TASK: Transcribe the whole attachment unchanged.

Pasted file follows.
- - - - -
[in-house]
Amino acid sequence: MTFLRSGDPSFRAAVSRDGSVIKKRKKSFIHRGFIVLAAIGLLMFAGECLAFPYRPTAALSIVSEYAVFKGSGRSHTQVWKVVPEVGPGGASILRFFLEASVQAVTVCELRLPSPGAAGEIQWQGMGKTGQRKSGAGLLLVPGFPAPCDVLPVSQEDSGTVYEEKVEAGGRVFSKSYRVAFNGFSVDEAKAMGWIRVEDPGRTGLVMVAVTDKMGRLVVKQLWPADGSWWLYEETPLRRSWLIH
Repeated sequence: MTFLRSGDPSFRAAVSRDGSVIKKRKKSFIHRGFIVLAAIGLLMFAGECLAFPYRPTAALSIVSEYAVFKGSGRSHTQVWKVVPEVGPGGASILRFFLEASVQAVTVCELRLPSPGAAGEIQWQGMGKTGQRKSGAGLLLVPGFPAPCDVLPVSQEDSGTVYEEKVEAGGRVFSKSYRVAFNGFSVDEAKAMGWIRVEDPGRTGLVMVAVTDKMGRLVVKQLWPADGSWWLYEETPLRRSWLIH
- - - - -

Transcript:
[in-house]
Amino acid sequence: MTFLRSGDPSFRAAVSRDGSVIKKRKKSFIHRGFIVLAAIGLLMFAGECLAFPYRPTAALSIVSEYAVFKGSGRSHTQVWKVVPEVGPGGASILRFFLEASVQAVTVCELRLPSPGAAGEIQWQGMGKTGQRKSGAGLLLVPGFPAPCDVLPVSQEDSGTVYEEKVEAGGRVFSKSYRVAFNGFSVDEAKAMGWIRVEDPGRTGLVMVAVTDKMGRLVVKQLWPADGSWWLYEETPLRRSWLIH
Repeated sequence: MTFLRSGDPSFRAAVSRDGSVIKKRKKSFIHRGFIVLAAIGLLMFAGECLAFPYRPTAALSIVSEYAVFKGSGRSHTQVWKVVPEVGPGGASILRFFLEASVQAVTVCELRLPSPGAAGEIQWQGMGKTGQRKSGAGLLLVPGFPAPCDVLPVSQEDSGTVYEEKVEAGGRVFSKSYRVAFNGFSVDEAKAMGWIRVEDPGRTGLVMVAVTDKMGRLVVKQLWPADGSWWLYEETPLRRSWLIH